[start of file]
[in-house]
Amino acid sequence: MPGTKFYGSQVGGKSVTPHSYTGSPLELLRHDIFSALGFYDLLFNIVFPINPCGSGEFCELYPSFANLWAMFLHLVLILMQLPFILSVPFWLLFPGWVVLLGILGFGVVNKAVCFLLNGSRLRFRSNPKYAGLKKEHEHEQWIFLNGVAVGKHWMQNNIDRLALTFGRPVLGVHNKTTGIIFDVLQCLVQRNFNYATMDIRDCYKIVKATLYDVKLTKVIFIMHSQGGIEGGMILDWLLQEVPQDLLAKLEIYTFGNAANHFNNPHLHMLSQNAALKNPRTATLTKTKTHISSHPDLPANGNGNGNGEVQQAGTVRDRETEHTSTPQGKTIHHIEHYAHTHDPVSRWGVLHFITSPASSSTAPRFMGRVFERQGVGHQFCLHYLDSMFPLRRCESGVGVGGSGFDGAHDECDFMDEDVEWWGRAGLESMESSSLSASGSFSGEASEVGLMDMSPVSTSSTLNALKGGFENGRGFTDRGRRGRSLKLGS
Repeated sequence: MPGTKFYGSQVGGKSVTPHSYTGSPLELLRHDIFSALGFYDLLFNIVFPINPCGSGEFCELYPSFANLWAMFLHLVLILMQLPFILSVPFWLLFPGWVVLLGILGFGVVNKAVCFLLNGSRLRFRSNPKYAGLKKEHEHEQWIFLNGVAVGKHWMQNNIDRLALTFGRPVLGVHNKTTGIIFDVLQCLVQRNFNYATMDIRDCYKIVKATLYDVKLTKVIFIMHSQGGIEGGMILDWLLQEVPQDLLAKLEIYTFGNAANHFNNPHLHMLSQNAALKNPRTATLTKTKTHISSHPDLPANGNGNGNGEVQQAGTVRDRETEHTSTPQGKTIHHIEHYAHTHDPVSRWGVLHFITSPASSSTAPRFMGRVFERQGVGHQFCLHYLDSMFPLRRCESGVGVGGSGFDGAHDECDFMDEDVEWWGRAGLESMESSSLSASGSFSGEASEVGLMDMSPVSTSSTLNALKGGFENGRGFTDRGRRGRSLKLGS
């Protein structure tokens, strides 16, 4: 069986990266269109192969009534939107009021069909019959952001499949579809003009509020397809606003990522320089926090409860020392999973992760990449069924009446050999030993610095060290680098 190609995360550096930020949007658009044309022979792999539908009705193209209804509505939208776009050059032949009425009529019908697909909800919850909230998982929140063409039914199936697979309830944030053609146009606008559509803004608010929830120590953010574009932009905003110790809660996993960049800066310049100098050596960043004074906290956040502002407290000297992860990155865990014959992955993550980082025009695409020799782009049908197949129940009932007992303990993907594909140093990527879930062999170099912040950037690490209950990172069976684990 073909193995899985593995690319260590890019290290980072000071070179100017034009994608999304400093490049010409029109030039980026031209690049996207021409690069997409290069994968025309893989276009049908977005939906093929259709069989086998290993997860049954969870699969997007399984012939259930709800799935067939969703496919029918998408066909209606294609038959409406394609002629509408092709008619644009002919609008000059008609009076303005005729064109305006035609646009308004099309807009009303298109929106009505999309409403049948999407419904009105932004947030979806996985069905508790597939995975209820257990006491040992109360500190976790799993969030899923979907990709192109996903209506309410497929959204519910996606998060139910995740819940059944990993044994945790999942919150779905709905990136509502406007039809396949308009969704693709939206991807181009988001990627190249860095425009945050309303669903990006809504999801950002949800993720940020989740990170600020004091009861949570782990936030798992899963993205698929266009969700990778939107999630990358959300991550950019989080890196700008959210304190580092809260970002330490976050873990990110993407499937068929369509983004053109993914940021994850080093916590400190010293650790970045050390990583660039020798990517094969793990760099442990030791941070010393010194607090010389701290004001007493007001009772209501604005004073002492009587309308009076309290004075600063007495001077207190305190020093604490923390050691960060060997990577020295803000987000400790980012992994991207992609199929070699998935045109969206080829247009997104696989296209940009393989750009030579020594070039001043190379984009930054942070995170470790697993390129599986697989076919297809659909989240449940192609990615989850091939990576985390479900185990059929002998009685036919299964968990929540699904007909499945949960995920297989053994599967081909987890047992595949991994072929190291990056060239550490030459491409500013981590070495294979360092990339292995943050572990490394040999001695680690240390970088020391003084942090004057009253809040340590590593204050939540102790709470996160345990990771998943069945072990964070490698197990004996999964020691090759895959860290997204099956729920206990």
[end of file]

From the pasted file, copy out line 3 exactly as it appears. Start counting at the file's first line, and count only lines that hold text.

Repeated sequence: MPGTKFYGSQVGGKSVTPHSYTGSPLELLRHDIFSALGFYDLLFNIVFPINPCGSGEFCELYPSFANLWAMFLHLVLILMQLPFILSVPFWLLFPGWVVLLGILGFGVVNKAVCFLLNGSRLRFRSNPKYAGLKKEHEHEQWIFLNGVAVGKHWMQNNIDRLALTFGRPVLGVHNKTTGIIFDVLQCLVQRNFNYATMDIRDCYKIVKATLYDVKLTKVIFIMHSQGGIEGGMILDWLLQEVPQDLLAKLEIYTFGNAANHFNNPHLHMLSQNAALKNPRTATLTKTKTHISSHPDLPANGNGNGNGEVQQAGTVRDRETEHTSTPQGKTIHHIEHYAHTHDPVSRWGVLHFITSPASSSTAPRFMGRVFERQGVGHQFCLHYLDSMFPLRRCESGVGVGGSGFDGAHDECDFMDEDVEWWGRAGLESMESSSLSASGSFSGEASEVGLMDMSPVSTSSTLNALKGGFENGRGFTDRGRRGRSLKLGS